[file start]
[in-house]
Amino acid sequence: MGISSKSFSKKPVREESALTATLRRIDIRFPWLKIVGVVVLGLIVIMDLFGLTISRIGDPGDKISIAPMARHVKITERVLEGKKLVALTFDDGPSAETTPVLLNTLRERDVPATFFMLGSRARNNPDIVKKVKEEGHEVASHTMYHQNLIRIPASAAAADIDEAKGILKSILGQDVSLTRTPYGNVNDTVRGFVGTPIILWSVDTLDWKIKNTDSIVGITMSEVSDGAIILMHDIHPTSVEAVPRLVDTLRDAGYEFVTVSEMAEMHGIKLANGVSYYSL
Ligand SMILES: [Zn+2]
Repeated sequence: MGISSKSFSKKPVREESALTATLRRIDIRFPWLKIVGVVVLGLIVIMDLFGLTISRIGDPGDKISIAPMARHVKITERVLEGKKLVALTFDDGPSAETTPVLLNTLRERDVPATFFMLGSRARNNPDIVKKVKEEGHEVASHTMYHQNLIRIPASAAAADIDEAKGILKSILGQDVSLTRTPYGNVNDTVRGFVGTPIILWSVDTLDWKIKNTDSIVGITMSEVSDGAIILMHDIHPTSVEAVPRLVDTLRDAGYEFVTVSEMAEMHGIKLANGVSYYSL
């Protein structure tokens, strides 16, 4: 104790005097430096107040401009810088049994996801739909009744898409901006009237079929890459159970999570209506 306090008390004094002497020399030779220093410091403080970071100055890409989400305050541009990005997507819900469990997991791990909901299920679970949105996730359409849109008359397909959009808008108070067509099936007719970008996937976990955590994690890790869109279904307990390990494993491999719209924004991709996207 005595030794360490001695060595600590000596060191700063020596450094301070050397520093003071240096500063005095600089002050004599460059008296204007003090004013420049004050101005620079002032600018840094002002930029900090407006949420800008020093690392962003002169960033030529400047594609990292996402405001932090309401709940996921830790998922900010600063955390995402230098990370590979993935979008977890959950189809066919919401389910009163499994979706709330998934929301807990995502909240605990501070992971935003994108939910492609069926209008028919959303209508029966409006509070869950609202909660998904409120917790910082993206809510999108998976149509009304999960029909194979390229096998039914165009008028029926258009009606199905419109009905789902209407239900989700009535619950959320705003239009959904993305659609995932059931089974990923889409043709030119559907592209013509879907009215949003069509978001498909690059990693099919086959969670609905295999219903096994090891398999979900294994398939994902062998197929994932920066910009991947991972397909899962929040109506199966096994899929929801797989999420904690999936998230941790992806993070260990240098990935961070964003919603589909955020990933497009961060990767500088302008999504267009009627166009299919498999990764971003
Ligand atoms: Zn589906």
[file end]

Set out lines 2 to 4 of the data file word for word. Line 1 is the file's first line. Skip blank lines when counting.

Amino acid sequence: MGISSKSFSKKPVREESALTATLRRIDIRFPWLKIVGVVVLGLIVIMDLFGLTISRIGDPGDKISIAPMARHVKITERVLEGKKLVALTFDDGPSAETTPVLLNTLRERDVPATFFMLGSRARNNPDIVKKVKEEGHEVASHTMYHQNLIRIPASAAAADIDEAKGILKSILGQDVSLTRTPYGNVNDTVRGFVGTPIILWSVDTLDWKIKNTDSIVGITMSEVSDGAIILMHDIHPTSVEAVPRLVDTLRDAGYEFVTVSEMAEMHGIKLANGVSYYSL
Ligand SMILES: [Zn+2]
Repeated sequence: MGISSKSFSKKPVREESALTATLRRIDIRFPWLKIVGVVVLGLIVIMDLFGLTISRIGDPGDKISIAPMARHVKITERVLEGKKLVALTFDDGPSAETTPVLLNTLRERDVPATFFMLGSRARNNPDIVKKVKEEGHEVASHTMYHQNLIRIPASAAAADIDEAKGILKSILGQDVSLTRTPYGNVNDTVRGFVGTPIILWSVDTLDWKIKNTDSIVGITMSEVSDGAIILMHDIHPTSVEAVPRLVDTLRDAGYEFVTVSEMAEMHGIKLANGVSYYSL